- Writer: Aaron Sorkin, Director: Christopher Misiano
- Takes Place: Unknown
- Broadcast: October 3, 2001
- Query: What are the stories of Isaac and Ishmael as told in the Judeo-Christian and the Moslem traditions?
- Query: Can you cross into Vermont from Ontario, Canada?
- Query: What was that music at the end?
From "Isaac and Ishmael" -- Pictured: (l-r)
Rob Lowe as Sam Seaborn, Richard
Schiff as Toby Zeigler, Bradley
Whitford as Josh Lyman, Allison
Janney as C. J. Cregg
Warner Bros. photo
- During a "crash" ("means there has been some kind of security break: No one in or out of the White House"), Josh talks to some high school students who had won a trip to the White House through Presidential Classroom. Josh assures them that there is nothing to worry about. "We've been having these crashes once a week." Most of the security problems, it seems are due to Islamic extremists. But Josh emphasizes that the problems are not due to Muslims in general. Josh gives these high school students an SAT kind of question:
- "Islamic extremist is to Islam as _______ is to Christianity."
After hearing from the students, Josh writes down his answer: "KKK. . . . It's the Klan gone medieval and global. It couldn't have less to do with Islamic men and women of faith of whom there are millions and millions.Muslims defend this country in the Army, Navy, Air Force, Marine Corp, National Guard, Police and Fire Department."
- When he runs out of other things to say, Josh calls in friends. First up:Toby.
- "...there's nothing wrong with a religion whose laws say a man's got to wear a beard or cover his head or wear a collar. It's when violation of these laws become a crime against the state and not your parents that we're talking about lack of choice."
He goes on to say that "The Taliban isn't the recognized government of Afghanistan. The Taliban took over the recognized government of Afghanistan. . . . When you think of Afghanistan, think of Poland. When you think of the Taliban, think of the Nazis. When you think of the people of Afghanistan, think of Jews in concentration camps."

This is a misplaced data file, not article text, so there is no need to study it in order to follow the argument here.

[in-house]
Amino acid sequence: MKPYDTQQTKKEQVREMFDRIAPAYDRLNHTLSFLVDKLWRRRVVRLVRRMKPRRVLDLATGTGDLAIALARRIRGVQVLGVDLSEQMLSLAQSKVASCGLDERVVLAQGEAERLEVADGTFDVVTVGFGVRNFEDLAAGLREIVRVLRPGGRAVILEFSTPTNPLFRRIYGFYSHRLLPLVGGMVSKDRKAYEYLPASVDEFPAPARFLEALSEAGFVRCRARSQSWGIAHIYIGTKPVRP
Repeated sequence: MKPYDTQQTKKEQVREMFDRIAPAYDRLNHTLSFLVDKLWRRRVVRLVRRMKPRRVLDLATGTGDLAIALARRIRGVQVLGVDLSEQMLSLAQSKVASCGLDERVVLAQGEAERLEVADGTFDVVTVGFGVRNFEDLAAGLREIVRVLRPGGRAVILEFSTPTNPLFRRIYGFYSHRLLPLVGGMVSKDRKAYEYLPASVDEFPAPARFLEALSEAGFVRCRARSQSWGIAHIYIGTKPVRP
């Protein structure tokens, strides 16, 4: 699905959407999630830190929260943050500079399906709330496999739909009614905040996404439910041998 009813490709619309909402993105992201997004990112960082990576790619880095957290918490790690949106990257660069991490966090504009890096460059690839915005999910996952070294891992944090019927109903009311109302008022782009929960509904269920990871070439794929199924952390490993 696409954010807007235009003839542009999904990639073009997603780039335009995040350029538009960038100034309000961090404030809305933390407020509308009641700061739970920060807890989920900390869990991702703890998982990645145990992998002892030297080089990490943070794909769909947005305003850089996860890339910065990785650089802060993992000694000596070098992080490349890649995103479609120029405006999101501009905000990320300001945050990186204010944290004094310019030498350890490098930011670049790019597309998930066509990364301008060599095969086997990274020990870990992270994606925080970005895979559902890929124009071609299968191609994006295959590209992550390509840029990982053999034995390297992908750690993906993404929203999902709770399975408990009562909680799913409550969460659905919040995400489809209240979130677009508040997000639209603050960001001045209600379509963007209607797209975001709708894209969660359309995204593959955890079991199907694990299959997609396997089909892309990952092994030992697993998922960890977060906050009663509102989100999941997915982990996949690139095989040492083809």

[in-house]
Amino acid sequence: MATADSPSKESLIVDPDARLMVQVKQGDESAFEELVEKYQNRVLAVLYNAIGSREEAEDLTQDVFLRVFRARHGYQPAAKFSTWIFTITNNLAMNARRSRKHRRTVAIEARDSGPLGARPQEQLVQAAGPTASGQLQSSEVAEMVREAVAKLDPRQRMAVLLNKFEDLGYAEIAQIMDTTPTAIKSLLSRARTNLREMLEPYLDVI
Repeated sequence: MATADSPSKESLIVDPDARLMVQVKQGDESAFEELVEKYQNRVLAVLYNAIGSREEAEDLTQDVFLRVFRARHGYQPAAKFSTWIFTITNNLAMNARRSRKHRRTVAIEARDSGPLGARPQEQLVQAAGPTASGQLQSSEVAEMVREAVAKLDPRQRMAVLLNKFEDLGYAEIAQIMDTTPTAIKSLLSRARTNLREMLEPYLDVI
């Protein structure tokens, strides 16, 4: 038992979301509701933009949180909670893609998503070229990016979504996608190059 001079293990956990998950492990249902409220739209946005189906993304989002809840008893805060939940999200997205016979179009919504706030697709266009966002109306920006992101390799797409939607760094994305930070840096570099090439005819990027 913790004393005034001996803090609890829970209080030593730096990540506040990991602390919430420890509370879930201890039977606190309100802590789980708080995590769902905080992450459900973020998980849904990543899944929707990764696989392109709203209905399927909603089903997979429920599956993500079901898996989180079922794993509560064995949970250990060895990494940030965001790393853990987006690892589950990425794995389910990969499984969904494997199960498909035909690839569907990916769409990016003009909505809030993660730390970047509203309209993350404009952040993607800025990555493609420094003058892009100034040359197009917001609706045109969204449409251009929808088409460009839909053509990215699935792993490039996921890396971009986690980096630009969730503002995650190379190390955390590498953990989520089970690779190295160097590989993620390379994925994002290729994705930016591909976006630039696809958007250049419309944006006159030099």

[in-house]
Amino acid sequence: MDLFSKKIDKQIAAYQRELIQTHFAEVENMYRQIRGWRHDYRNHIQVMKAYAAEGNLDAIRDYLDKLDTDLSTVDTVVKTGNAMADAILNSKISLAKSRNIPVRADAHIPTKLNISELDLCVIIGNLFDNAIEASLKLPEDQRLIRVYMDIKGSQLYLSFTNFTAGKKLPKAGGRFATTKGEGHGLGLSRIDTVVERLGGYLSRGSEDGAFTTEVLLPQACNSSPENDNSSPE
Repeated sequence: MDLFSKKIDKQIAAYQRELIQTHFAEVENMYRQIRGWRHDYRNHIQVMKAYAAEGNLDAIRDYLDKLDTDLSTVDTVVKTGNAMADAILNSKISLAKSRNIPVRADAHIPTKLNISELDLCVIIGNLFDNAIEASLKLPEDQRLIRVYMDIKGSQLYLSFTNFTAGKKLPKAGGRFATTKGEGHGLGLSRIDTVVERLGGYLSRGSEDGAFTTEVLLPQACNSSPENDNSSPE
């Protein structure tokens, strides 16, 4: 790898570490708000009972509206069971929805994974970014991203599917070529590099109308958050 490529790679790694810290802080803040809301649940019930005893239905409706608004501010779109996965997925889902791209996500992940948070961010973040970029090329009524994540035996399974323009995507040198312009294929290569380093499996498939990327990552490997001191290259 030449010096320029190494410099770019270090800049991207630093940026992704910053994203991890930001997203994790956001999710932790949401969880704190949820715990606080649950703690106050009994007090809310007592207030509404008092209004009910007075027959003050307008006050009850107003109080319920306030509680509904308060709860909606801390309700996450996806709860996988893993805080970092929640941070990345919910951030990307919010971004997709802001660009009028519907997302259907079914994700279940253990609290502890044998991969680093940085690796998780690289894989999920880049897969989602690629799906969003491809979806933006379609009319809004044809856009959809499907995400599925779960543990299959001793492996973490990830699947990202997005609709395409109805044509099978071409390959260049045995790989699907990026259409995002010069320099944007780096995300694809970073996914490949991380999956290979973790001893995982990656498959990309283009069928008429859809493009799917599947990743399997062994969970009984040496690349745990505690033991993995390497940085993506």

Toby then goes on to tell a story told to him by a friend of his father's who had been in a Nazi concentration camp. "He said he once saw a guy at the camp kneeling and praying.
He said 'what are you doing?'
The guy said he was thanking God.
'What could you possibly be thanking God for?'
' I'm thanking God for not making me like them.'"
Then Toby says, "Bad people can't be recognized on sight. There's no point in trying."
- Later a student asks Sam:
- "...what do you call a society that has to just live every day with the idea that the pizza place you are eating in could just blow up without any warning?"
"Israel," Sam answers.
- When C.J. joins them, Josh introduces her by saying:
- "C.J. has a bizarre affection for the intelligence community."
C.J. comes back with "We need spies. Human spies. . . . It's time to give the intelligence agencies the money and the man power they need."
- Meanwhile Leo takes part in the interrogation of an Arab American whose name corresponded to a name given by a terrorist who was caught entering the country from Canada. There are some circumstantial indications that the man, who is on the White House staff, may not be totally loyal to all U.S. policy in the Middle East.